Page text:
Adapted from the Lionel Shriver novel of the same name, We Need to Talk About Kevin is the story of a mother (Tilda Swinton) that never quite bonds with her child, but not by her choice. The son grows up to do a heinous act that begs the question: nature or nurture? This film is an uncompromising view on the development of an unloved child. Silent pain gets voice. Feelings are shown by actions not emotions in an authentic, comprehensible and aesthetic manner. Great work.
The Guard played by Brendan Gleeson is a new character in cinema that appeals to the funny bone inside all of us. A character like this can make any movie lovable. It also features Don Cheadle playing an FBI agent who is in town to solve a crime under Gleeson's jurisdiction. An overall great movie with great writing. Please note, for those who have a hard time understanding different accents, subtitles are advised.
This excellent British detective drama is from Sally Wainwright, writer and creator of Happy Valley. It premiered back in 2011 and now has five seasons to dive into for an extended binge.
Rachel Bailey and Janet Scott are two murder-unit detectives in Manchester, England. The show is as much about their cases as it is about their friendship and lives. In the first episode, while Rachel Bailey investigates the alleged suicide of a Turkish immigrant, she’s also investigating her ex-partner, who suspiciously broke up with her and moved away.
It’s packed with the buddy-cop genre, which admittedly has been overdone in British TV. But who knew the solution to making something feel completely fresh is as easy as having the buddies be two women.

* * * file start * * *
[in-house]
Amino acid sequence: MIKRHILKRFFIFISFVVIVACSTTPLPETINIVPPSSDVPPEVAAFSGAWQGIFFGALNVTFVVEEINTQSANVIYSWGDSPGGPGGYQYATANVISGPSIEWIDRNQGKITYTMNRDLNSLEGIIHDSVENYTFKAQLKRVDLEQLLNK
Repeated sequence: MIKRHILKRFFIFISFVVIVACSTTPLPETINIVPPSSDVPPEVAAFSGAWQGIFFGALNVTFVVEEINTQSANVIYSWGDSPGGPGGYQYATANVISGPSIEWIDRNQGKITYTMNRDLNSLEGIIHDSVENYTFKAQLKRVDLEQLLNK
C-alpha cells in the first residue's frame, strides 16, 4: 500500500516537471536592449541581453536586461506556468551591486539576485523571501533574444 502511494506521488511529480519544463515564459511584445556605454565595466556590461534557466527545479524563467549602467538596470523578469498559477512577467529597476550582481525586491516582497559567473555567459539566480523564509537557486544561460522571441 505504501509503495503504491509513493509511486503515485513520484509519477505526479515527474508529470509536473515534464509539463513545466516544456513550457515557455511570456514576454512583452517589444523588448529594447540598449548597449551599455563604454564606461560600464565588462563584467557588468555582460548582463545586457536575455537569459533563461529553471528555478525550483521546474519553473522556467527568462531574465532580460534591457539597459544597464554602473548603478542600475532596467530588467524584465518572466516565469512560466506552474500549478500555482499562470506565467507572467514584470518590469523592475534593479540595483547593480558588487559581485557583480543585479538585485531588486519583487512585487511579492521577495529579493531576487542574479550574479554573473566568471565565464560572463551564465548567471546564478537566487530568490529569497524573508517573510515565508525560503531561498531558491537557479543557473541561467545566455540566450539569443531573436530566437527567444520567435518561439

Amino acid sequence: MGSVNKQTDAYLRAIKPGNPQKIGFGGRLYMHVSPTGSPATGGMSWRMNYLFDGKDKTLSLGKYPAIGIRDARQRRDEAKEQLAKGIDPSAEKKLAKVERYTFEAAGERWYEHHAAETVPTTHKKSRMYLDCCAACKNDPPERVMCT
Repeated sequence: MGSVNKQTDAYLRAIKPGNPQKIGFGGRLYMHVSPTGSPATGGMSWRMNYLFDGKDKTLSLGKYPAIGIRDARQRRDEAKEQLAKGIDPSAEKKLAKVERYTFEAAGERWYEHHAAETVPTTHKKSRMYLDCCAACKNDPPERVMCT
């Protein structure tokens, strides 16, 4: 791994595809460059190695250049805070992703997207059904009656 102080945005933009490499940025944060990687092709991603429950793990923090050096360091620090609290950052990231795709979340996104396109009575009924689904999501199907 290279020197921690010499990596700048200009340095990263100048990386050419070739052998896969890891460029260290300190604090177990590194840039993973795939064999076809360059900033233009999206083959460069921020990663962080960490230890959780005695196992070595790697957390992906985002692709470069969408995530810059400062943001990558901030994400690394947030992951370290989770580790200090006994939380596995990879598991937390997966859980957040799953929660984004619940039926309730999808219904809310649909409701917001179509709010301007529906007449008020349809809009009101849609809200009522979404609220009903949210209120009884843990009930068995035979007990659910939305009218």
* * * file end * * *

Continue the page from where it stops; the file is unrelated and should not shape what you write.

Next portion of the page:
This is a funny sketch comedy show set in an imaginary small town called Burnistoun. The characters include Kelly McGlade, the town’s answer to Beyoncé, and The Burnistoun Butcher, the town’s serial killer who’s always angry with the media because they keep confusing him with the actual butcher. Most of the characters are played by Robert Florence and Iain Connell (pictured above). In the first episode, they play two co-workers who get into an elevator that only works on voice-recognition. The voice-recognition software starts reflecting how many Americans feel and pretends it doesn’t understand Scottish accents. The two Scots end up getting so worked up that they hilariously recreate the “freedom” scene in Braveheart. In a way it’s saying: if you enjoyed Braveheart and understand the reference, there is no reason you shouldn’t enjoy Burnistoun.
A Spanish orchestra conductor receives a break-up message from his girlfriend before she vanishes, only to find himself as one of the police suspects behind her disappearance. Sounds like just another thriller? Far from it. To fully appreciate how the film
shies away from the genre, you have to be patient and make sure you don’t look up any information before you watch it. The story is very easy to follow and entertaining with its plot twists and flashbacks, while the three lead actors offer gripping performances. If you enjoy thrillers and Latin American cinema, make sure you don’t miss this one.
There is no shortage of offensive jokes in this comedy about a man who tries to prove to his girlfriend that he is dad-material. Think Borat, but Danish, and with brothels.
The man in question tries to change his lifestyle after his girlfriend, not thinking he is responsible enough, hides the fact that she is pregnant. To prove her wrong, he takes his nephew on a canoeing trip with his equally as disastrous friend.